The authors thank Cheryll Cardinez, Marlo Corrao, April Harris, Elyse Luke, and Kate O'Brien for their assistance in preparation of this manuscript.
Article first published online: 31 DEC 2008
Copyright © 2000 American Cancer Society
CA: A Cancer Journal for Clinicians
Volume 50, Issue 1, pages 7–33, January/February 2000
How to Cite
Greenlee, R. T., Murray, T., Bolden, S. and Wingo, P. A. (2000), Cancer statistics, 2000. CA: A Cancer Journal for Clinicians, 50: 7–33. doi: 10.3322/canjclin.50.1.7
This article is also available online at http://www.ca-journal.org.
- Issue published online: 31 DEC 2008
- Article first published online: 31 DEC 2008
The Surveillance Research Program of the American Cancer Society's Department of Epidemiology and Surveillance Research reports its annual compilation of estimated cancer incidence, mortality, and survival data for the United States in the year 2000. After 70 years of increases, the recorded number of total cancer deaths among men in the US declined for the first time from 1996 to 1997. This decrease in overall male mortality is the result of recent downturns in lung and bronchus cancer deaths, prostate cancer deaths, and colon and rectum cancer deaths.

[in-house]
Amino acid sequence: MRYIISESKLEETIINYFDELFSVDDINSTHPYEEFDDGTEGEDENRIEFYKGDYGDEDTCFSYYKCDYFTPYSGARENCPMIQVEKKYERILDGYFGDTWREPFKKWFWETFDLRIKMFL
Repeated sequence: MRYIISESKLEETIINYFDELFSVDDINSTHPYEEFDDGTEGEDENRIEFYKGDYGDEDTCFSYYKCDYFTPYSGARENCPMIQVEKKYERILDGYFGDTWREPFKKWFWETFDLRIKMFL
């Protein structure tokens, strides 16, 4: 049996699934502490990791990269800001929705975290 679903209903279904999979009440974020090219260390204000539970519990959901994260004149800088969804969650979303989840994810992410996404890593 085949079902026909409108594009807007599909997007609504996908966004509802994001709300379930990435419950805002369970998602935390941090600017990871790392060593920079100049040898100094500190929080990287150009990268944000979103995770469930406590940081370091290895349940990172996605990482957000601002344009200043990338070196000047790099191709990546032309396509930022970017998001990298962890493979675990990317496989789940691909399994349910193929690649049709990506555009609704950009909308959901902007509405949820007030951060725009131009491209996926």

Despite decreasing numbers of deaths from female breast cancer and colon and rectum cancer, mortality associated with lung and bronchus cancer among women continues to increase. Lung cancer is expected to account for 25% of all female cancer deaths in 2000.
This report also includes a summary of global cancer mortality rates using data from the World Health Organization.